Whenever some human-instigated evil of historic proportions occurs, like the recent Oslo massacres in Norway, I always try to read any writing the perpetrator may have produced. Some have felt that my desire to read this often extremely disturbing material is odd. I remember my mom, in college, being concerned by my fascination with Hitler’s writings and other essays by Nazi ideologues and propagandists, wondering out loud why I would want to subject myself to that kind of garbage.
That’s a reasonable question. Why would any reasonable person want to wade into a sea of madness, even in written form? Doesn’t reading this stuff have a corrosive effect on one’s own psyche and mood? It’s true that some percentage of these guys are just crackers (like Tucson shooter Jared Lee Loughner), and there’s little rational thought to be sifted out of their convoluted rambling. They’re simply compelled to murder people for no systematic reason, and there is little profit in trying to understand why.
However, it’s more often the case that some political subtext is identifiable; and when you read Charles Manson, Jim Jones, Timothy McVeigh, Ted Kaczynski, and Osama Bin Laden, to name a few of the more notable cases, it’s more than a subtext–it’s the main event. Gaining some insight into those politics may allow us to gain a better understanding of the environments that produced them.
Anders Breivik, the 32-year-old Norwegian “patriotic European” responsible for the Oslo tragedy, is the latest notable manifesto author to get the treatment. As such documents go, Breivik’s 1500+ page screed is readable, even though English is his second language; rich with historical, political, and ideological content; and disarmingly lucid, at least until the final several hundred pages, where his habitual stimulant and steroid usage clearly started to catch up with him.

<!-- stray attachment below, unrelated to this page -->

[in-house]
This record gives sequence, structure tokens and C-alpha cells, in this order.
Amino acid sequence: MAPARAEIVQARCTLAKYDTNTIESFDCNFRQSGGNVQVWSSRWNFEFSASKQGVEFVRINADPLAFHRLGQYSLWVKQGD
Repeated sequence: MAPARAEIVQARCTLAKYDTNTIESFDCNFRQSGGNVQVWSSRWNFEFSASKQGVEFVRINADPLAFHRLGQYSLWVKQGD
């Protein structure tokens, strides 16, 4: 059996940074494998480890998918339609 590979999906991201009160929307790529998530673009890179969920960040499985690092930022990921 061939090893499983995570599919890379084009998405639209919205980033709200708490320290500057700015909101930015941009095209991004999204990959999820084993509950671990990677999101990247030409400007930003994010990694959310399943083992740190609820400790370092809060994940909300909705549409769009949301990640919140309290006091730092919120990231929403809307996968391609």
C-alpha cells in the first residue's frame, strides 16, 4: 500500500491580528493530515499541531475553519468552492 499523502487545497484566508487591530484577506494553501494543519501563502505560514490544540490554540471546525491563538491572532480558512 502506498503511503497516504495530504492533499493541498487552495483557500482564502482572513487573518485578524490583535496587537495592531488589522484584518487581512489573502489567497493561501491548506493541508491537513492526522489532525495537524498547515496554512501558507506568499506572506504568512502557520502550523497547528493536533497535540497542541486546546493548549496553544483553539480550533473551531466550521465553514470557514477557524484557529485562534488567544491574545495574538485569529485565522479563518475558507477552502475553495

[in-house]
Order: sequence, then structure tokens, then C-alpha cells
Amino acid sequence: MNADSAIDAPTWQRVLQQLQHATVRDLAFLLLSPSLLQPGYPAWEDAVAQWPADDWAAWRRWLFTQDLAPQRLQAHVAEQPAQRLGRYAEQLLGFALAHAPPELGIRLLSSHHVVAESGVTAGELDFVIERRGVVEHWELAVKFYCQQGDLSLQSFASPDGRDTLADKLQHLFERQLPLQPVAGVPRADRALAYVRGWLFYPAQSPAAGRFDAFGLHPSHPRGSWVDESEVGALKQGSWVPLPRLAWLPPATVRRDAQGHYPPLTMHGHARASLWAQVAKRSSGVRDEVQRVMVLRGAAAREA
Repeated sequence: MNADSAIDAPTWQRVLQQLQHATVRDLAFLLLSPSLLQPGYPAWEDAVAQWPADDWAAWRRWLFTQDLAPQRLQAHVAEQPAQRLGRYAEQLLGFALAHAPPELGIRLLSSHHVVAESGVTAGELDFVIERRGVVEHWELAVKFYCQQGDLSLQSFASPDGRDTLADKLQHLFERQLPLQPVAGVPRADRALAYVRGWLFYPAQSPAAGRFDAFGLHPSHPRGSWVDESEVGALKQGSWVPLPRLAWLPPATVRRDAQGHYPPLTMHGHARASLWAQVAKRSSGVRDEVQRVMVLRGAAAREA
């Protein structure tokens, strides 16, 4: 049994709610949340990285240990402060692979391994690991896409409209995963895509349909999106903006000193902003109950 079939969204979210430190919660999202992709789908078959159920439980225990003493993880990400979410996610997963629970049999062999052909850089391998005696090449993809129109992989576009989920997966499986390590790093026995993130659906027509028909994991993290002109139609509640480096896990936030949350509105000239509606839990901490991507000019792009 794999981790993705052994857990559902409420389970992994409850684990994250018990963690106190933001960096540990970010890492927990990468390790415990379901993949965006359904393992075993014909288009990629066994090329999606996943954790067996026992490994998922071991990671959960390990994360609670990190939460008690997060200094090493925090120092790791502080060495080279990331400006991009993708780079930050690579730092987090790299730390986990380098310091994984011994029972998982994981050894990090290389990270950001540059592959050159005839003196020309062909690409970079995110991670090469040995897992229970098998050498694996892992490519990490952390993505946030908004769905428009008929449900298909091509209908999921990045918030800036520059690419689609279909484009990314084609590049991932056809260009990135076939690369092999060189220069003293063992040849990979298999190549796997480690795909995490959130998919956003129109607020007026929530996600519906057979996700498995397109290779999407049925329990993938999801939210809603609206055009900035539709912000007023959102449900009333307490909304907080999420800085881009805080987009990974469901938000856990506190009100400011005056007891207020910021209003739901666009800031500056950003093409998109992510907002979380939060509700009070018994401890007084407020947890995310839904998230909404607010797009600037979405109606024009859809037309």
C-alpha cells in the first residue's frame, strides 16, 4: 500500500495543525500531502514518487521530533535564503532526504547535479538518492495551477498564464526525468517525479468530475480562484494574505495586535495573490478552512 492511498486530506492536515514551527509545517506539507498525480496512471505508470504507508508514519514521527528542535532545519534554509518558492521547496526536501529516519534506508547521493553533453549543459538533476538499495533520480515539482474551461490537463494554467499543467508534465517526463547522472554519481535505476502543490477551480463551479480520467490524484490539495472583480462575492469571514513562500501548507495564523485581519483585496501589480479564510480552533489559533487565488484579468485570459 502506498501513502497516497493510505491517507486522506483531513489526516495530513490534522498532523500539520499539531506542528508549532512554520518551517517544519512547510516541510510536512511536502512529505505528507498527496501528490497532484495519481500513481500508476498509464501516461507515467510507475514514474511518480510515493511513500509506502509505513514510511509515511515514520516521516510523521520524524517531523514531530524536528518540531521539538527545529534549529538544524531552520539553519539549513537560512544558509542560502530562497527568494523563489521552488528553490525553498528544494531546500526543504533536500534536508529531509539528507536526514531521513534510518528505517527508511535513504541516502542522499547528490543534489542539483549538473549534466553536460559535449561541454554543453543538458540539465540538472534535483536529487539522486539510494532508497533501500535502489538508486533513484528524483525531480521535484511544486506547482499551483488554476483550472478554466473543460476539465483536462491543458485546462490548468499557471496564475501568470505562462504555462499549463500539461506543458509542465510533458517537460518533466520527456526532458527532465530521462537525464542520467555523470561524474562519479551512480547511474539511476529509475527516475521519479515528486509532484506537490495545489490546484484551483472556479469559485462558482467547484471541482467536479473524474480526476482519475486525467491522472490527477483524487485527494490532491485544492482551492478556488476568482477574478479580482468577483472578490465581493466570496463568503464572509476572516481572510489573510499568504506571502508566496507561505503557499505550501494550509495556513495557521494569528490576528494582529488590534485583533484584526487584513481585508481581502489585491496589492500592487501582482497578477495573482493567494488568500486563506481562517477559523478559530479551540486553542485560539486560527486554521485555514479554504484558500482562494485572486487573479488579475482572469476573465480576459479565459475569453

According to Breivik, the attacks were mounted primarily to disseminate and popularize the manifesto, and only secondarily to kill those he had targeted as “cultural Marxist and multiculturalist traitors.” He discusses his prior efforts to raise several million dollars through various IT startup businesses and use the money to finance distribution; he claims to have gotten fairly far along this path before suffering reverses in the market and deciding to murder people instead. In this respect he is not unlike Kaczynski, who famously (and successfully) demanded that his manifesto be published in the Washington Post and the New York times.
Breivik is proud of his business accomplishments and his intellectual abilities, going so far as to include a CV towards the end of his work. He doesn’t have much formal education past the secondary level–maybe the equivalent of a few years of college in the US system–but he is obviously intelligent. He has read considerably in his areas of interest, namely European politics, Islam, and social/ideological history, and offers up a self-designed syllabus of readings he considers important, from Herbert Marcuse and other thinkers from the Frankfurt School to ibn Battuta.
He is far from the ideal autodidact, being neither widely read nor broadly educated. The conclusions he draws from his readings are obviously logically flawed, as well as highly inflected by preexisting biases against Muslims and liberals. He leans especially heavily on writers like Bat Ye’or, who coined the term “Eurabia” and appears to have degenerated from a respected academic expert on religious minorities in Muslim lands to a conspiracy theorist.
Breivik focuses in particular on Ye’or’s concept of “Dhimmitude,” which denotes the relegation of Christians and Jews in lands conquered by Islam to second-class citizenship. The motto of Breivik’s (possibly imaginary) terrorist organization, the Knights Templar, is “Martyrdom before Dhimmitude.” He writes that his negative attitude towards the Muslim immigrant community was catalyzed by many encounters with Pakistani street gangs in Oslo, who are purportedly expanding their territories into “native” Norwegian areas. He asserts repeatedly that this is happening in cities all over Europe.